On a hot evening in July 2008, some Frogtown residents came up with a crazy idea. Thirteen acres of beautiful land stood empty on the west end of the neighborhood. What if those 13 acres could become a new park? Four of us – including yours truly – drew up a plan on the back of an envelope. Then we got to work.
At first, it seemed our idea was doomed to failure. We were ordinary Frogtown residents; none of us were government poohbahs or philanthropic moneybags. Nobody in power seemed interested; the city parks department shrugged; the foundation that owned the 13 acres wanted to sell it for millions of dollars. They made that clear to those of us who asked.
In desperation, we called a public meeting. We didn’t expect much. But when 150 Frogtowners and friends assembled at Rondo Library on a freezing January night to hear our plans, we began to believe that with enough hard work, our “crazy idea” might actually prevail. And prevail it did, with the help of the generous donations, state and city funding, and a roster of organizational partners. Today, those 13 acres of greenspace are Frogtown Park & Farm – a St Paul city park that we all own – thanks to the many people who worked to make it so.
That’s the point of this story: neighborhood improvements don’t usually happen without a ton of hard work on the part of ordinary residents. We’re often unpaid, usually unfamiliar with the government processes and jargon, and definitely lacking the money needed to make our ideas a reality. The campaign for Frogtown Park & Farm was the result of careful strategy, endless meetings, and constant advocacy. We had heart, we persisted, and most importantly, we had the support of hundreds of citizens just like us. The result: a new park and a greener neighborhood.
Now, the work continues. There are myriad ways that we ordinary citizens can step up to protect and improve Frogtown’s green spaces. Here are just a few of the many ways that Frogtowners – and friends – can get involved and build something green and beautiful, right in our own neighborhoods.
1. Turn the Lights Back On:
Ten out of 13 light fixtures at Frogtown Park & Farm are broken, wires stripped out of their bases. Neighbors are working to win funds from the city budget to turn those lights back on. Solar powered lights offer an innovative, energy-saving solution to this safety problem. If you agree, you can help by ranking the project as a top priority, on a city-run poll. Go to engagestpaul.org/cib2022, scroll down to “Rate the Projects” and give “Lights On: Solar-Powered Lighting in Frogtown Park & Farm” a number one rating.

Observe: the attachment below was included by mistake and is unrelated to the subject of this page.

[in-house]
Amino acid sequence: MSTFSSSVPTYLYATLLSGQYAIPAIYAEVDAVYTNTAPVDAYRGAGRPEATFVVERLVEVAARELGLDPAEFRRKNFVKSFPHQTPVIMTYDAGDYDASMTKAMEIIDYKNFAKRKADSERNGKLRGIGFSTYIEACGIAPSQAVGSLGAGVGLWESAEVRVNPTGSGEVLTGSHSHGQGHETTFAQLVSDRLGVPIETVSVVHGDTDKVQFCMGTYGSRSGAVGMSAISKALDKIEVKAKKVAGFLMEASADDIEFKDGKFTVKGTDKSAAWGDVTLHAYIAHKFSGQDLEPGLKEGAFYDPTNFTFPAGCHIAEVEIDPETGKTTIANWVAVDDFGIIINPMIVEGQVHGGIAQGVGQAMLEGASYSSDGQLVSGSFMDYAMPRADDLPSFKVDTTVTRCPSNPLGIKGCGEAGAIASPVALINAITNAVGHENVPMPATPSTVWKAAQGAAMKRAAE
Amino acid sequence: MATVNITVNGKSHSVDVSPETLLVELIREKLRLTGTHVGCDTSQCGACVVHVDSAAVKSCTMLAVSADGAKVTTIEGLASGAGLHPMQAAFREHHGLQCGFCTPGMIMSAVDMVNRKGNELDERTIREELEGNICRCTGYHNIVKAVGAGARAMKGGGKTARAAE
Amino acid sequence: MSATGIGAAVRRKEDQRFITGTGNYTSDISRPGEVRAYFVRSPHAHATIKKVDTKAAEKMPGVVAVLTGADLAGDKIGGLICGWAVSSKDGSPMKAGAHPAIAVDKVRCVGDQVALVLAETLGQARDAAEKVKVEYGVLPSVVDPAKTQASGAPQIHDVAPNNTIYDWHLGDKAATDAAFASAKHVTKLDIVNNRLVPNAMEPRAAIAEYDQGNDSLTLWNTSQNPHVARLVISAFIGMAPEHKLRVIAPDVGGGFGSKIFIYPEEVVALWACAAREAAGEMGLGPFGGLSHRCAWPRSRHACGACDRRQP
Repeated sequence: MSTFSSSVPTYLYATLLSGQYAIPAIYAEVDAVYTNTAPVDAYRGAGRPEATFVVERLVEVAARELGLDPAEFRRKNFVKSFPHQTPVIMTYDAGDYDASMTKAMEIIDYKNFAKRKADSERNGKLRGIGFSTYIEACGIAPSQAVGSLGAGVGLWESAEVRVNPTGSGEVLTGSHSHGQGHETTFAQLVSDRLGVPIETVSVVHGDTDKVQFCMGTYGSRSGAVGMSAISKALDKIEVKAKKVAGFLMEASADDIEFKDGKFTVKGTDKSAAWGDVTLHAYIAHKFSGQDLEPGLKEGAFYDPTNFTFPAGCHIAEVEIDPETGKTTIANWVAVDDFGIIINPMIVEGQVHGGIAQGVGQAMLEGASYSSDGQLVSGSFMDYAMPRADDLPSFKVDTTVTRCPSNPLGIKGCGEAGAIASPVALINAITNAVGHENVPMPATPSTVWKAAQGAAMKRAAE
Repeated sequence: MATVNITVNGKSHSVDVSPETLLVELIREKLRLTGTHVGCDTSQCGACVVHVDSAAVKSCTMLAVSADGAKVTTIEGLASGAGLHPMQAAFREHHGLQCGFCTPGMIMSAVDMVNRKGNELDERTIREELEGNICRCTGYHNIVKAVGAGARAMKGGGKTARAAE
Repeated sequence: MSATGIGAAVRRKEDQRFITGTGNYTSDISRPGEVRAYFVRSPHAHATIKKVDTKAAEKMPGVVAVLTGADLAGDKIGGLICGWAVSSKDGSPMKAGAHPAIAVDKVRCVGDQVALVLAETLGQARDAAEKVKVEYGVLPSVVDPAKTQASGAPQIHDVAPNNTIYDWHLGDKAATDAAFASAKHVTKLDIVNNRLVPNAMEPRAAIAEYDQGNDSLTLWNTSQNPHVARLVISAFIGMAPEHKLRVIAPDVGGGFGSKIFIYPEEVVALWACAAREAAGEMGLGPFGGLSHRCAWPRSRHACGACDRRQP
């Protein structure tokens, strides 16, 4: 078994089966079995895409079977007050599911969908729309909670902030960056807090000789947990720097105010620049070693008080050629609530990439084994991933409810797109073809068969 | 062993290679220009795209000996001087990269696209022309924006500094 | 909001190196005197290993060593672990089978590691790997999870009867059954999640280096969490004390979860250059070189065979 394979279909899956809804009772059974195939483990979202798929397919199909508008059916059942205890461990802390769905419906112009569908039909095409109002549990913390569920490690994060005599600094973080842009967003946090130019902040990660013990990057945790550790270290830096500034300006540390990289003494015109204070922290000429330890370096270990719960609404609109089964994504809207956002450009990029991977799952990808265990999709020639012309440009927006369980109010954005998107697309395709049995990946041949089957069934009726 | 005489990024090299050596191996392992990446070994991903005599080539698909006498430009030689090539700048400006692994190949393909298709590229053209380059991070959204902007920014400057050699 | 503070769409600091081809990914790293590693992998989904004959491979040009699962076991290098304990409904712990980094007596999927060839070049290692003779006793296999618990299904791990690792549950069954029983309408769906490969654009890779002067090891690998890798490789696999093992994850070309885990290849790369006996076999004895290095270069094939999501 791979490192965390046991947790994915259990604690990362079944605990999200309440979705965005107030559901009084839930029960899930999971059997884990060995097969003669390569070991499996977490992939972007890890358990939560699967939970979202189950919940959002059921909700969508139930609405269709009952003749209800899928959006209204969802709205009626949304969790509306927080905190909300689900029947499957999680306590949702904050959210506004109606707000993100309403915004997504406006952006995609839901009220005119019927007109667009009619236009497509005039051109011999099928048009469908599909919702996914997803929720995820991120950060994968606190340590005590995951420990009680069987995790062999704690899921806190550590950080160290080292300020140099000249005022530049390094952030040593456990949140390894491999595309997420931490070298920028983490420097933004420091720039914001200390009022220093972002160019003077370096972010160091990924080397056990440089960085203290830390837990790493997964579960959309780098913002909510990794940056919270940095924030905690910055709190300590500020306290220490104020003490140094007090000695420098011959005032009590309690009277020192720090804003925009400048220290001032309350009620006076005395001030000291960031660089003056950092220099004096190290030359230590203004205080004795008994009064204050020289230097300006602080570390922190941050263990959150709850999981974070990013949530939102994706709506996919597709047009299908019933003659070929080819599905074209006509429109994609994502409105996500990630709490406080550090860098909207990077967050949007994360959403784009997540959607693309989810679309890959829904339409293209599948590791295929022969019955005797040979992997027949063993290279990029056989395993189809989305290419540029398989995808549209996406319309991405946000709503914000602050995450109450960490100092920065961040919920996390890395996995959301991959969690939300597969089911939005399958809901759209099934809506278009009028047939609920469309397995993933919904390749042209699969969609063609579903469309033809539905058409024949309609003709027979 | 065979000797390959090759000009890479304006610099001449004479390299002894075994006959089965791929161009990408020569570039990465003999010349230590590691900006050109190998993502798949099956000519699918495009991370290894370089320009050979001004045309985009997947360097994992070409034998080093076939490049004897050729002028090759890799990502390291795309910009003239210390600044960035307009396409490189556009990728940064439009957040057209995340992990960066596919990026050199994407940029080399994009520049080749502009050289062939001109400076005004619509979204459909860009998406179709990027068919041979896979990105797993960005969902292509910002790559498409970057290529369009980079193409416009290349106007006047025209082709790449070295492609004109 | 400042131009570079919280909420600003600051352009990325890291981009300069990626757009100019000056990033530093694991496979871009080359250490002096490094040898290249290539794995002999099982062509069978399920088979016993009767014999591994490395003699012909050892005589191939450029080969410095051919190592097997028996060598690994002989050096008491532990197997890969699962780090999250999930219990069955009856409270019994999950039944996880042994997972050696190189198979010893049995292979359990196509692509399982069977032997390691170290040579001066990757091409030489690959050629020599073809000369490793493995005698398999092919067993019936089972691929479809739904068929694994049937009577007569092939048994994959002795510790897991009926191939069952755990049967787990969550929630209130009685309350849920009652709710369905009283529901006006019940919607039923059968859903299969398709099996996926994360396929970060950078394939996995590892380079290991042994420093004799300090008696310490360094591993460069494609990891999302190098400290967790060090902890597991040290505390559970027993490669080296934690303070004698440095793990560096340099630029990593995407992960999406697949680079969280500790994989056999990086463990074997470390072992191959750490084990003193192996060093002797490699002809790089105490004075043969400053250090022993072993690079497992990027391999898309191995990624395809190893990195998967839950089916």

2. Build a Bee Line:
Hamline-Midway and Frogtown residents are teaming up to plant a pathway for pollinators along Pierce Butler Route, stretching from Snelling Avenue all the way to the intersection of Pierce Butler and Minnehaha. The endangered Rusty Patched Bumblebee has been spotted a couple of times in gardens along the way. Volunteers plant and weed in the gardens every Thursday from 9 to 11 a.m. Join us at 9, in the parking lot at the corner of Grotto and Minnehaha.
3. Plant a Gravel Bed:
No, a gravel bed is not a place for pea gravel to multiply – it’s an ingenious way to cultivate small, bare root trees over a summer, in a nursery bed filled with gravel. Once they’ve leafed out and developed a nice mass of roots, formerly puny fruit and shade trees are ready for free delivery to residents in Frogtown, Hamline-Midway, Summit-University and Payne-Phalen. Volunteers have already planted over 600 trees this way! To learn more about Frogtown Green’s gravel bed model, check our website, frogtowngreen.com. There’s a downloadable Tree Planting Guide for Urban Neighborhoods right on the home page.
4. Run away to the (Climate) Circus:
Climate change will hit residents of Frogtown harder than those who live in wealthier, greener neighborhoods. Frogtown Green is planning a one-day “Climate Circus,” to demonstrate affordable, household-scale adaptations to the heat, storms and drastic weather coming our way. We need creative people: artists, performers, teachers and environmental advocates, to help plan this festive event this August. Contact Patricia at Frogtown Green (firstname.lastname@example.org, 651-757-5970) if this interests you.
5. Save the Trees:
Citizen advocacy for greenspace isn’t just needed in Frogtown. Our neighbors to the north, in St. Anthony Park, are working hard to prevent county road workers from cutting down over 150 mature oaks, evergreens and other trees along Cleveland Avenue. Protests are being organized. If you’re an urban tree advocate, contact Ramsey County Manager Ryan O’Connor, 651-266-8000, and tell him to save the Cleveland Avenue trees. Check the neighborhood’s listserve (SAPark@groups.io) for other ways to help out.
So, there you have it; five ways to work with friends and neighbors for a greener urban environment. And that’s just a starter list. But maybe you have your own crazy idea? If so, I’d love to read it! Email me at email@example.com.
Patricia Ohmans founded Frogtown Green, a volunteer-powered initiative to build green beauty in the Frogtown neighborhood. We plant trees, cultivate gardens and work toward a healthier environment. If you’d like to know more, our website is frogtowngreen.com or you can contact us directly at 651-757-5970.
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